gray_image = cv2.equalizeHist(gray_image)

                faces = self.classifier.detectMultiScale(gray_image, scaleFactor=1.3, minNeighbors=4, flags=cv2.CASCADE_SCALE_IMAGE, minSize=self._min_size)

                return faces

        def image_data_slot(self, image_data):
                faces = self.detect_faces(image_data)
                for (x, y, w, h) in faces:
                        cv2.rectangle(image_data, (x, y), (x+w, y+h), self._red, self._width)

                self.image = self.get_qimage(image_data)
                if self.image.size() != self.size():
                        self.setFixedSize(self.image.size())

                self.update()

        def get_qimage(self, image: np.ndarray):
                height, width, colors = image.shape
                bytesPerLine = 3 * width
                QImage = QtGui.QImage

                image = QImage(image.data, width, height, bytesPerLine, QImage.Format_RGB888)

                image = image.rgbSwapped()
                return image

        def paintEvent(self, event):
                painter = QtGui.QPainter(self)
                painter.drawImage(0, 0, self.image)
                self.image = QtGui.QImage()

Now let’s tie these two together. We’ll create a MainWidget class that instantiates both of our two custom classes, puts our widget in a Layout along with a start button. We also need to tie together both the image signal/slot and the click’d and start recording method.

class MainWidget(QtWidgets.QWidget):
        def __init__(self, haarcascade_filepath, parent=None):
                super().__init__(parent)
                fp = haarcascade_filepath
                self.face_detection_widget = FaceDetectionWidget(fp)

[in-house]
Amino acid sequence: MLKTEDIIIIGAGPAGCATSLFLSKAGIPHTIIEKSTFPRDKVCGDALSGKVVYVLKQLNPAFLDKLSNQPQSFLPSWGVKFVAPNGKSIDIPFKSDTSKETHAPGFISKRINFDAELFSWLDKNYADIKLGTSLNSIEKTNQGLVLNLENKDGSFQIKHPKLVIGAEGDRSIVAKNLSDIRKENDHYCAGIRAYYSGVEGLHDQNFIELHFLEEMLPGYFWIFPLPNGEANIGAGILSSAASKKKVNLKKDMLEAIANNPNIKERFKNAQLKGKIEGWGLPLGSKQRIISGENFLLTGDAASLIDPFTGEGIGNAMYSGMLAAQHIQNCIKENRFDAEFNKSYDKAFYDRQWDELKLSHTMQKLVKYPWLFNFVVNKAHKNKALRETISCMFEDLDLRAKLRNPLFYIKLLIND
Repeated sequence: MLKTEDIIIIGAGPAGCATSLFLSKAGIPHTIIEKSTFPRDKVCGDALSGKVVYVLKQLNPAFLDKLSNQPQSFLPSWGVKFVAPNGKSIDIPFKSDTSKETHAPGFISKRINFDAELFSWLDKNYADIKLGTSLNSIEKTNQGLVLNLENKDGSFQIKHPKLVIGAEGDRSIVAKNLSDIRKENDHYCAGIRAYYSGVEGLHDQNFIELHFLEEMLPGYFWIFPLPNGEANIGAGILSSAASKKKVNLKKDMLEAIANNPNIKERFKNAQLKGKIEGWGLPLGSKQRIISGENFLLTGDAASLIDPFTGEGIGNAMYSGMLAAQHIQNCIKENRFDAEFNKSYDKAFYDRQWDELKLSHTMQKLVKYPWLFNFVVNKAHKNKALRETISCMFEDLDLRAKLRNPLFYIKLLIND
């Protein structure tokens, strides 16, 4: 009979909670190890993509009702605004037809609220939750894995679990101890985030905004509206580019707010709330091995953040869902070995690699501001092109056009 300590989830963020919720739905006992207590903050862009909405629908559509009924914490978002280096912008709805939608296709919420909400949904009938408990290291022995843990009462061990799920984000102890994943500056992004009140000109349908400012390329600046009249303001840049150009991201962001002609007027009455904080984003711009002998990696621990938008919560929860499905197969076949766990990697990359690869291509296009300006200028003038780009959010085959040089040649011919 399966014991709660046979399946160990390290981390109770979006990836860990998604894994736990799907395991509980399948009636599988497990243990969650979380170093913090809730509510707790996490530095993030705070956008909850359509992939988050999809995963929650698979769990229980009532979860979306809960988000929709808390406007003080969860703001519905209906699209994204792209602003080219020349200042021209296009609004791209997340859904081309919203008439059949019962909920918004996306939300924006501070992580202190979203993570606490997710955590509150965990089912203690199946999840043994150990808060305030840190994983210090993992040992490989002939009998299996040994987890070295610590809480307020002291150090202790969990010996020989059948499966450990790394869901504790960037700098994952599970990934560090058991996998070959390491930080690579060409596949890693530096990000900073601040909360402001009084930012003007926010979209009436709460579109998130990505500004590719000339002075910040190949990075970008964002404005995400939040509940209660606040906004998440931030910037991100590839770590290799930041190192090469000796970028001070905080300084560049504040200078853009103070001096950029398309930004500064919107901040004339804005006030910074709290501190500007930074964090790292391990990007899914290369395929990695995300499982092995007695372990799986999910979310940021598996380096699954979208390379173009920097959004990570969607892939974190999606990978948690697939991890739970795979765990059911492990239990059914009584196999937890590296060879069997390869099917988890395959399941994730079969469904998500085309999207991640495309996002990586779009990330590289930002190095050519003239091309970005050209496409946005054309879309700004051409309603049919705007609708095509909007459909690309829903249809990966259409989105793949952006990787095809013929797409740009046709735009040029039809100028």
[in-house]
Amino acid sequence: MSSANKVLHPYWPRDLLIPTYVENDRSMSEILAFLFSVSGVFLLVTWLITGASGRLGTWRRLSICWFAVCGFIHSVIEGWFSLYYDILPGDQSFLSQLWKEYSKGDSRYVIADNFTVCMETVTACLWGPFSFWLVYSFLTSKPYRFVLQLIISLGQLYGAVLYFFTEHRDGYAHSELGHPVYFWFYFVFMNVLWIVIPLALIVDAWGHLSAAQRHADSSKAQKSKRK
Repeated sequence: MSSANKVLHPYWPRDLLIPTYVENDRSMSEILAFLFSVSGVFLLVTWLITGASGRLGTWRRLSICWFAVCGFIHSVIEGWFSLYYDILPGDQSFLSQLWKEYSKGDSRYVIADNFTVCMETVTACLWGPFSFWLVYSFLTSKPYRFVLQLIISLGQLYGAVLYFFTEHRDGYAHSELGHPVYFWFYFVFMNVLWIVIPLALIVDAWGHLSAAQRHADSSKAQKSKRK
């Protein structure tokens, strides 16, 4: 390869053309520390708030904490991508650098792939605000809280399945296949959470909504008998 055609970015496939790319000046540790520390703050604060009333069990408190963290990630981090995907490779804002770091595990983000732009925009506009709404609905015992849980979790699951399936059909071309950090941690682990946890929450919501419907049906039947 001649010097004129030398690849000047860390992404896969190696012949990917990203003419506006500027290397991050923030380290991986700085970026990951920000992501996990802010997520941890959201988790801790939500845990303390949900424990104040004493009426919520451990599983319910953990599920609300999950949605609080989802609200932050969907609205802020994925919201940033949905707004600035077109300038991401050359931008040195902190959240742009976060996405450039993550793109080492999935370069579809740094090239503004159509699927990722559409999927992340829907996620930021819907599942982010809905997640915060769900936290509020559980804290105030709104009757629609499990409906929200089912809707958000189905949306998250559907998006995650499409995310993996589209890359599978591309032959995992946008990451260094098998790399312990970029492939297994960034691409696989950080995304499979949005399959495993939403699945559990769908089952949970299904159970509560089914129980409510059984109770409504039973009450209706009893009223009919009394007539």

# TODO: set video port
                self.record_video = RecordVideo()
                self.run_button = QtWidgets.QPushButton('Start')

                # Connect the image data signal and slot together
                image_data_slot = self.face_detection_widget.image_data_slot
                self.record_video.image_data.connect(image_data_slot)
                # connect the run button to the start recording slot
                self.run_button.clicked.connect(self.record_video.start_recording)

                # Create and set the layout
                layout = QtWidgets.QVBoxLayout()
                layout.addWidget(self.face_detection_widget)
                layout.addWidget(self.run_button)

                self.setLayout(layout)

Now we just need to create our QApplication, QMainWindow, and our custom MainWidget.

def main(haar_cascade_filepath):
        app = QtWidgets.QApplication(sys.argv)

        main_window = QtWidgets.QMainWindow()
        main_widget = MainWidget(haar_cascade_filepath)
        main_window.setCentralWidget(main_widget)
        main_window.show()
        sys.exit(app.exec_())

Now we need to pass in the haarcascade file. I saved it using this shell script.

$ curl https://raw.githubusercontent.com/opencv/opencv/master/data/haarcascades/haarcascade_frontalface_default.xml > haarcascade_frontalface_default.xml

You’ll have to change the code to match your local setup.

I’ll distribute this out on pypi so you can install it eventually.

if __name__ == '__main__':
        script_dir = path.dirname(path.realpath(__file__))
        cascade_filepath = path.join(script_dir, '..', 'data', 'haarcascade_frontalface_default.xml')

        cascade_filepath = path.abspath(cascade_filepath)
        main(cascade_filepath)

Success!

You can see all the source code here.